Takes a Leap of Faith and Makes a Difference

While growing up on a potato farm outside of Bath, Pennsylvania, Emily Smith never imagined her life in Las Vegas. Today, Smith is the executive director for Nevada Blind Children’s Foundation, advocating for children with visual impairments and working with their families and the community.

Her journey began when the family relocated to Phoenix when Smith was 10 years old. After high school, Smith received a full music scholarship to attend the University of Nevada, Las Vegas, as a music performance major, playing percussion and bass guitar.

Emily SmithSmith also sang, and began to play lounges and showrooms in Las Vegas and, soon after, around the world. While pursuing a music career, Smith met her husband during a New Year’s Eve gig. After getting married and starting a family, she chose to stay home with her children during their early years. “When I decided to make a career change and go into the nonprofit sector, I went back to school and earned my bachelor of science in marketing and business administration,” she explained.

“During this time, my daughter became involved with Girl Scouts and I soon found myself an engaged volunteer, but I knew I could do more. I called up the CEO and invited her to lunch. We talked about the organization for a long time—its past, its current challenges and its future. With no background in nonprofit and no experience, I told the CEO I really wanted to work for her and I was confident I could help to move the organization to that desired future state. She wasn’t even hiring at the time, but I proposed she hire me as her development director, and if I didn’t make my annual salary back within the first three months, I would leave the organization.”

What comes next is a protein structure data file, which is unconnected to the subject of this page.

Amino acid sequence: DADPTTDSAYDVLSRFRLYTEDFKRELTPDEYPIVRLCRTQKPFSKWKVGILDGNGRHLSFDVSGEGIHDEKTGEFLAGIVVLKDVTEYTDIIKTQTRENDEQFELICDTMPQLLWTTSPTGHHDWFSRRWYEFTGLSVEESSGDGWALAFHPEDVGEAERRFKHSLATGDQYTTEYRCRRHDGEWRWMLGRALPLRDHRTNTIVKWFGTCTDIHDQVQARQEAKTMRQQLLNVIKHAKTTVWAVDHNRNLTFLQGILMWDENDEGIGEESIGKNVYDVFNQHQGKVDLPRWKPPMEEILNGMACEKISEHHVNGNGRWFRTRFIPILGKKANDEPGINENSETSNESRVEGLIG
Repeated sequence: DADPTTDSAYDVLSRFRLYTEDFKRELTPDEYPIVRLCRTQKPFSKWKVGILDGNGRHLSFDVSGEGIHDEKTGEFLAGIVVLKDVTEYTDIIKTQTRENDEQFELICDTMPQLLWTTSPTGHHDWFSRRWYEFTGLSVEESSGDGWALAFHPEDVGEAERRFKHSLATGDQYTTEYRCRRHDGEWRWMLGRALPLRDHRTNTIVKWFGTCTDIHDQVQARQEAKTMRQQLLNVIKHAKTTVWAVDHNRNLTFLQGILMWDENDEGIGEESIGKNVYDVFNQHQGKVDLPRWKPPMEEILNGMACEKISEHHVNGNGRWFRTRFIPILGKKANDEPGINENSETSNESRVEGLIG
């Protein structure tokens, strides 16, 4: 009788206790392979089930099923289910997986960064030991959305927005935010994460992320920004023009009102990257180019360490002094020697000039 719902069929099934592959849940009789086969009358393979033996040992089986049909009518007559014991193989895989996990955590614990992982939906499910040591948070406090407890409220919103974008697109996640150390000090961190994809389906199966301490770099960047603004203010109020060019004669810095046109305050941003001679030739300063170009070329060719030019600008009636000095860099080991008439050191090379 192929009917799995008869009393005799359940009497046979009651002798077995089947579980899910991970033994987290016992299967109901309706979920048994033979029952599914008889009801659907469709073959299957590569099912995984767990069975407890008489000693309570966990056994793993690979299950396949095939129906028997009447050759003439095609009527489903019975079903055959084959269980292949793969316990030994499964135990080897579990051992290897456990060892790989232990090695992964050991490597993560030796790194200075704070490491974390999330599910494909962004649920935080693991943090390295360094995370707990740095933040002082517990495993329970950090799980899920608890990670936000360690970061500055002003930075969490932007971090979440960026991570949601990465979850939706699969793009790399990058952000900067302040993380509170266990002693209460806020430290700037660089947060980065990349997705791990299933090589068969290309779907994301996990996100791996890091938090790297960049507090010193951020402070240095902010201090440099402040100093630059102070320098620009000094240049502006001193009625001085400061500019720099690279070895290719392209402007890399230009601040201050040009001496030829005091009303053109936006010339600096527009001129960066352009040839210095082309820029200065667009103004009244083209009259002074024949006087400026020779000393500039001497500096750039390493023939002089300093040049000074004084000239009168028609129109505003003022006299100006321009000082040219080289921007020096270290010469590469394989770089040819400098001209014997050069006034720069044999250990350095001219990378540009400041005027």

Two weeks later, Smith accepted her first job in nonprofit. “I owe my start in nonprofit to her taking that leap of faith,” she said. Smith would work for Girl Scouts for 10 years before moving on.

Along with her love of children (especially her own two children), Smith loves animals. In fact, along with her dog Buddy, they are a certified therapy dog team with Therapy Dogs Inc. In addition to visiting patients at senior centers and skilled nursing facilities, Buddy comes to work with Smith at NBCF. “The kids read to him during our BookTime Buddies program and he loves our toddler class. He lays down and lets the kids climb all over him.”

According to Smith, her work at NBCF provides some of her most rewarding experiences. “Our atmosphere is very homey and our staff are all very close friends,” she said. “Buddy can frequently be found roaming the halls or snoring behind my desk. We really get to know each of our kids and their families. We can see their growth, share in their successes, and be reminded on a regular basis that the work we’re doing today is changing their futures and not just in small ways or in ways that fit trending topics and buzzwords for nonprofits today.

“Nevada is one of a handful of states that does not have a school for the blind. There is no other organization that provides the services NBCF does for visually impaired students in our community. The legacy of the work we are doing today is to build a school that will provide comprehensive services including: education, recreation, health care, advocacy, parent and family support, and employment/workforce development for all visually impaired children in our community.

“I can’t think of anything that would be more rewarding than to know you’ve had that kind of impact on somebody’s life,” she stated. Emily Smith continues to demonstrate the qualities of a Fearless Female.

NO COMMENTS

LEAVE A REPLY